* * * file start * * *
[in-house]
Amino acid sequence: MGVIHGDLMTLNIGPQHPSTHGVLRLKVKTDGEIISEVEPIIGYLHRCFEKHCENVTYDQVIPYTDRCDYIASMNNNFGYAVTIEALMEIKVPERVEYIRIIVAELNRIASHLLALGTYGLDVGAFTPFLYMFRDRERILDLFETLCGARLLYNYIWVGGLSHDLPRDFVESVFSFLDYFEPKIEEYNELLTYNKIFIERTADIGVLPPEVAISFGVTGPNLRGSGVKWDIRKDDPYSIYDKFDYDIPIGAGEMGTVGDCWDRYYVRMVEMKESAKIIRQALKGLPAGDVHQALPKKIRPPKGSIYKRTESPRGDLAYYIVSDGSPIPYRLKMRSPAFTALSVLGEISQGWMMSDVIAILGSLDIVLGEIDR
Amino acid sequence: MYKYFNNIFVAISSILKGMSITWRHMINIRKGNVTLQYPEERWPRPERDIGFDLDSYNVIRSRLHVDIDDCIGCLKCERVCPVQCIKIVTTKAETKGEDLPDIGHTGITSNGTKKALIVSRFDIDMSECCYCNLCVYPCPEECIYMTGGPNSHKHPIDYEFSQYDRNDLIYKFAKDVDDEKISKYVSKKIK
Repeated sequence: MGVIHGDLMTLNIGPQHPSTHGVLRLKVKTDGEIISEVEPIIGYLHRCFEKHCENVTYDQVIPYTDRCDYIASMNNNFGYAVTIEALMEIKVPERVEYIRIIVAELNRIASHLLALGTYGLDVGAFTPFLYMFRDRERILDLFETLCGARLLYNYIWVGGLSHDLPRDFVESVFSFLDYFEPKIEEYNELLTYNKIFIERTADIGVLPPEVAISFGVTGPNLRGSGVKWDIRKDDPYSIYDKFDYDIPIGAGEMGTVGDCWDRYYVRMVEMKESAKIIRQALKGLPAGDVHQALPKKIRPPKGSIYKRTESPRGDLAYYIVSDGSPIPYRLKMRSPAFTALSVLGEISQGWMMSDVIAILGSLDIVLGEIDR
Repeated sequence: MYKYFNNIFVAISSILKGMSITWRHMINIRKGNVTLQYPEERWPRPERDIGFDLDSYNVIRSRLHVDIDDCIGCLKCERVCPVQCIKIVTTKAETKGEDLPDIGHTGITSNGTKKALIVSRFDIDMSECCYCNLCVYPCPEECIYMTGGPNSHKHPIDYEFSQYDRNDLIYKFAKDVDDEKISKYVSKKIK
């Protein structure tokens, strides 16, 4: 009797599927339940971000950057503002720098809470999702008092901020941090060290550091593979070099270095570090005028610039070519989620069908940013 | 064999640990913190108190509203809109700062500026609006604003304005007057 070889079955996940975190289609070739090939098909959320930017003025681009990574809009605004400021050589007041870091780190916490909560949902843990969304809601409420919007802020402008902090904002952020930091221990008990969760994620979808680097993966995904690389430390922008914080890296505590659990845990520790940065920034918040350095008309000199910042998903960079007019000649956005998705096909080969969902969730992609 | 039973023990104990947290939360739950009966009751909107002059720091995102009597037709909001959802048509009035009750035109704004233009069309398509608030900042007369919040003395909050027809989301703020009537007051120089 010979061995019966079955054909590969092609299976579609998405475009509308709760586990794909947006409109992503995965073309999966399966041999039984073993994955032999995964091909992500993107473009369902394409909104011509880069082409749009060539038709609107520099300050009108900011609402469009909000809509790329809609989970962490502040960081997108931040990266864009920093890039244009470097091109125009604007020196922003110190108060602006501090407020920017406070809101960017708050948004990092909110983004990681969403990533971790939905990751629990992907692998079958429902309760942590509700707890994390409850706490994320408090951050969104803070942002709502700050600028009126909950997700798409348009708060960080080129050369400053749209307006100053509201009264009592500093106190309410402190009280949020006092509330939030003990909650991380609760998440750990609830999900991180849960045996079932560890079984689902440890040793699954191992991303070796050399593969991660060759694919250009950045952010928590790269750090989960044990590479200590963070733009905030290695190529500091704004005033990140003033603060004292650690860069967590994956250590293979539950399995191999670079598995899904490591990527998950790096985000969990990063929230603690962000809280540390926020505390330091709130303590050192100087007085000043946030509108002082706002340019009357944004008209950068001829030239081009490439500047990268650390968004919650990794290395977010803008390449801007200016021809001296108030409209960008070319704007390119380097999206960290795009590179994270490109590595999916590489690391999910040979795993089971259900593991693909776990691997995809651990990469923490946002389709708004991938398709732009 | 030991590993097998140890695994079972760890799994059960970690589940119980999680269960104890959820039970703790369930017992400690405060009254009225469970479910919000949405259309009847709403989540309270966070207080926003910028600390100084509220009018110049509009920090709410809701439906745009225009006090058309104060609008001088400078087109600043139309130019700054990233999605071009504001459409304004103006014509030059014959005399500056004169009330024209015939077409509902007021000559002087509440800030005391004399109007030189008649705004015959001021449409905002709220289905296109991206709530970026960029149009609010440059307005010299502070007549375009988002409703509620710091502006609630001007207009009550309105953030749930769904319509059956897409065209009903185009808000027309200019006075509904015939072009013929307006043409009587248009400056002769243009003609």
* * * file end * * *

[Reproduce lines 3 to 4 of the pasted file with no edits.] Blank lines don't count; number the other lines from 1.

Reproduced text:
Amino acid sequence: MYKYFNNIFVAISSILKGMSITWRHMINIRKGNVTLQYPEERWPRPERDIGFDLDSYNVIRSRLHVDIDDCIGCLKCERVCPVQCIKIVTTKAETKGEDLPDIGHTGITSNGTKKALIVSRFDIDMSECCYCNLCVYPCPEECIYMTGGPNSHKHPIDYEFSQYDRNDLIYKFAKDVDDEKISKYVSKKIK
Repeated sequence: MGVIHGDLMTLNIGPQHPSTHGVLRLKVKTDGEIISEVEPIIGYLHRCFEKHCENVTYDQVIPYTDRCDYIASMNNNFGYAVTIEALMEIKVPERVEYIRIIVAELNRIASHLLALGTYGLDVGAFTPFLYMFRDRERILDLFETLCGARLLYNYIWVGGLSHDLPRDFVESVFSFLDYFEPKIEEYNELLTYNKIFIERTADIGVLPPEVAISFGVTGPNLRGSGVKWDIRKDDPYSIYDKFDYDIPIGAGEMGTVGDCWDRYYVRMVEMKESAKIIRQALKGLPAGDVHQALPKKIRPPKGSIYKRTESPRGDLAYYIVSDGSPIPYRLKMRSPAFTALSVLGEISQGWMMSDVIAILGSLDIVLGEIDR